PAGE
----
The flux capacitor - the ultimate symbol of believable fiction 
First, let's establish a few ground rules. Of top importance - genre. Sci-fi, fiction-fantasy, alternate history; these all come with an informal understanding that wild, outrageous things will exist, and some liberties must be granted. Anyone who reads The Hobbit either grants the author certain freedoms or loses the chance to explore this world. Such freedoms include accepting that a dragon with the size and weight of Smaug could never ever fly under normal circumstances. We accept this flight and move on, under the presumption that there might be magics or other mystical things at play that would take chapters to explain, and we would much rather get on with the story than understand the magical metaphysics of a flying dragon. Every genre has its Smaug, and we price that into the genre.

Some genres are not as clear, however, so the writer has to lay out the groundwork for how certain elements work. Even though many readers grew up knowing the rules for vampires, werewolves, zombies, and all the other things that go bump in the night, during the past thirty years we have witnessed new interpretations. Stephenie Meyer's Twilight series put a new spin on vampires that Bram Stoker likely never considered, as well as on werewolves. Zombies are no longer W. B. Seabrook's mindless creatures in The Magic Island - they now are fully fleshed out in Daniel Waters' Generation Dead and Mira Grant's Newsflesh series. However, in these series, the rules for these creatures are formally established and adhered to. This creates a clear sense of reality within their fiction, and the reader embraces the new normal.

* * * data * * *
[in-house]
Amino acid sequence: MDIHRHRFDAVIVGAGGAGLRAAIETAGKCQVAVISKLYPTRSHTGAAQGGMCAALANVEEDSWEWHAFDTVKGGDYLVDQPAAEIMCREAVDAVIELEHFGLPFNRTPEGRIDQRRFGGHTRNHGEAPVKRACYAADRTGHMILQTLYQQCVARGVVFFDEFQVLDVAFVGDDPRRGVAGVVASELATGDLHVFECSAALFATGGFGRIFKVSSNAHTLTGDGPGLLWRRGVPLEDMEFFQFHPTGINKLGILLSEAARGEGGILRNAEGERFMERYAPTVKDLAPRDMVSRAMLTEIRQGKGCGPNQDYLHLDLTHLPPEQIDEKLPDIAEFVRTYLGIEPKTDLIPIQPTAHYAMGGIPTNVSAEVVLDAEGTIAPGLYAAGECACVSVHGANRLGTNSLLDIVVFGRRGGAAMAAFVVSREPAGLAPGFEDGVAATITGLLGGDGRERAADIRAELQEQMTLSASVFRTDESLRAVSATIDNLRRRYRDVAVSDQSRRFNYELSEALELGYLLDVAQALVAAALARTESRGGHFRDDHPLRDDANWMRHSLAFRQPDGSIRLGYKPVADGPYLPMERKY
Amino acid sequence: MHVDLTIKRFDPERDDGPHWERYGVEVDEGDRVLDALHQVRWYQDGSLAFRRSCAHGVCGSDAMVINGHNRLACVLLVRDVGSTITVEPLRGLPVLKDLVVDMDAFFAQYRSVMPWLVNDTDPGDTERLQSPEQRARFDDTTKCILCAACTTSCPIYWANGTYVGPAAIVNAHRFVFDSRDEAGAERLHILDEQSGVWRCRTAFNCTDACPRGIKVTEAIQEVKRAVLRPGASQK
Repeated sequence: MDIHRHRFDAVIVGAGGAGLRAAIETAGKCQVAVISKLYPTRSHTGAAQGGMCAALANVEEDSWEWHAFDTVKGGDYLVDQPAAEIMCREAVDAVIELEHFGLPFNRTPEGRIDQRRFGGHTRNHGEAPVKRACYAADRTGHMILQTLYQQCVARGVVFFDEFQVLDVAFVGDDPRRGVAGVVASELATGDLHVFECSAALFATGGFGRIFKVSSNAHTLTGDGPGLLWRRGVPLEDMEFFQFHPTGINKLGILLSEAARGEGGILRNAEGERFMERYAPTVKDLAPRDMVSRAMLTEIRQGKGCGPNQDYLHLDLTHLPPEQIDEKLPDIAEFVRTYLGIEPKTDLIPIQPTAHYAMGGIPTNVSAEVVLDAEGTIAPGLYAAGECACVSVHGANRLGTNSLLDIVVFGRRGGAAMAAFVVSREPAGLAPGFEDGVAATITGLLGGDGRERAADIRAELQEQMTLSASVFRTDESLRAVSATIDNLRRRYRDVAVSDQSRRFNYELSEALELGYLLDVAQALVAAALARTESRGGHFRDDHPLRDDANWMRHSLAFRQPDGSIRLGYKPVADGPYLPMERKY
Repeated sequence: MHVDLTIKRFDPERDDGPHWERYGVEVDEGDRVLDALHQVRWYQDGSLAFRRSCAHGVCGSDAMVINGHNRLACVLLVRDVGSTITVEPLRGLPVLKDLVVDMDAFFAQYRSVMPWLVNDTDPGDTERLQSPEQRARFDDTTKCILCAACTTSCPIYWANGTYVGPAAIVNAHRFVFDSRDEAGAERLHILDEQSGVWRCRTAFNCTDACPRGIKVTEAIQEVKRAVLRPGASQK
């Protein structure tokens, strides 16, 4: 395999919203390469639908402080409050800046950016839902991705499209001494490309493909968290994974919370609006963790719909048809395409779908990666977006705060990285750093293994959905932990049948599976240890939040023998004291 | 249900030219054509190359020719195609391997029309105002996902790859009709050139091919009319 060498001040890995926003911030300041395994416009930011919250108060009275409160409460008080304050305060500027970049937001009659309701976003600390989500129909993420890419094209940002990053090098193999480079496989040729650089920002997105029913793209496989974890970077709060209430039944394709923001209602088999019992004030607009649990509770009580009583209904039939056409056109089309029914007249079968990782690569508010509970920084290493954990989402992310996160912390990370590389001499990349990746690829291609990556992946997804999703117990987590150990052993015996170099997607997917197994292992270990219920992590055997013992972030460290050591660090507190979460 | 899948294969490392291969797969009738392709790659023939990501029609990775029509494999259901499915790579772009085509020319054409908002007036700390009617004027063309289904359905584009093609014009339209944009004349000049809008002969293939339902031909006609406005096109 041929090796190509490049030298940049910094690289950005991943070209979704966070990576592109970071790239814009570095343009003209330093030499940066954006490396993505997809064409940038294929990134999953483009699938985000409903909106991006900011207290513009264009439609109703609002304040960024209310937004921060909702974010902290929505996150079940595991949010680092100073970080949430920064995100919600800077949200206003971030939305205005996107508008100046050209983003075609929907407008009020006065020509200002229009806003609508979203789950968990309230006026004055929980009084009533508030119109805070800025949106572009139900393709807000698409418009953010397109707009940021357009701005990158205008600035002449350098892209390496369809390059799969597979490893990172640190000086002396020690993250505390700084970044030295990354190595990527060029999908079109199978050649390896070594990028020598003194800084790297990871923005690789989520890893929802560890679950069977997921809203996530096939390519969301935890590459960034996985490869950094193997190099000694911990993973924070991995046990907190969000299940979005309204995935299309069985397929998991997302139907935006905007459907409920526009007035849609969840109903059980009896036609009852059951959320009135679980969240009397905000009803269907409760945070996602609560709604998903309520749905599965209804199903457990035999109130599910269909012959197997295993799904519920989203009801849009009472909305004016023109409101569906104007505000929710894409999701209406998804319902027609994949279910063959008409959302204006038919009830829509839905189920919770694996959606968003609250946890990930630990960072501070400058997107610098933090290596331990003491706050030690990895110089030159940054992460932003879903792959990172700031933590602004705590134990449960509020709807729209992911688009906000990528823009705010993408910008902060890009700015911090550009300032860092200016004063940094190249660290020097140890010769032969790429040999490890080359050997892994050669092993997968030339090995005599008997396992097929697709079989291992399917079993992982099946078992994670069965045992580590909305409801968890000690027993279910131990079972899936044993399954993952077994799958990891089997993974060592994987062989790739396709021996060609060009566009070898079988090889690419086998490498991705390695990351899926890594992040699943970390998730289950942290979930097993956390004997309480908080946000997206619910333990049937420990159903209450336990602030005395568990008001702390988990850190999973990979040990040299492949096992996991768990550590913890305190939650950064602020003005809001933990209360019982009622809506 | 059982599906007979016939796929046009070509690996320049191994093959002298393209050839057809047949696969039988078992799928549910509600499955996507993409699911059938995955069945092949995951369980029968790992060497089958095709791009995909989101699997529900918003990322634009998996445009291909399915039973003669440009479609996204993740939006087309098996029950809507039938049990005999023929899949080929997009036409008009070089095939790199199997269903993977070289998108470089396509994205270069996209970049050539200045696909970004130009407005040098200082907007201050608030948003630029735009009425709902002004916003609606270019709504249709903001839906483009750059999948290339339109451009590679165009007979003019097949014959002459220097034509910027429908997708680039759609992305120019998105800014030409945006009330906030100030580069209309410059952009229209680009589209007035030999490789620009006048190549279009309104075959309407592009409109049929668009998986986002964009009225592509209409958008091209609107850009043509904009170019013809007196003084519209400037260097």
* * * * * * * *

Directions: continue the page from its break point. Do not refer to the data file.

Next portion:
But what about when something unbelievable exists in a world as real as, say, modern-day Chicago? A person living in an abandoned warehouse where he raises a dragon? A scientist who finally perfects the first time machine? A community of custodians throughout the Loop who are intelligent, self-replicating androids? We want this version of Chicago to be as real as can be, but now we need to sell this incredulous idea. There are some basic dos and don'ts that allow the wild to be real.

If someone has invented a time machine, don't try to explain too many details; after all, details about something that doesn't exist can open doubts in the reader's mind. Rather, throw around a few scientific terms mixed with fiction and reality - a "quantum splicer" offers science and fantasy without detail. Anyone know what a flux capacitor is? It's enough to make the Back to the Future franchise work. Maybe the person raising the dragon doesn't understand how the 12-ton beast can fly, but when its wings start flapping, he feels the air swirl around him and an electricity resets his Fitbit. No real details, but enough to say that something else is going on, and the reader moves forward.

The biggest don't is a simple one. Don't forget that characters have to behave in a real manner. The man raising the dragon is probably used to seeing this. However, when his fiancee walks into the warehouse and sees a dragon-feeding session, she can't just say, "So this is what you've been doing all this time?" She had best act in a manner that we think most Chicagoans would if they see a FREAKING DRAGON! Reactions still have to be genuine, at least at first, and then steered toward where the author wants to go. If the reaction doesn't seem real, the reader loses connection. Quickly.

Real fiction is a delicate balance, but the best rule is to have fun with it. Explore your creativity and try out different ways a person would react when they discover their custodian is an android. When you enjoy the writing part, the reader will buy in to that immediately, and it will allow you room to wiggle around as adjust to the new situation with the custodian (no offense to Roombas).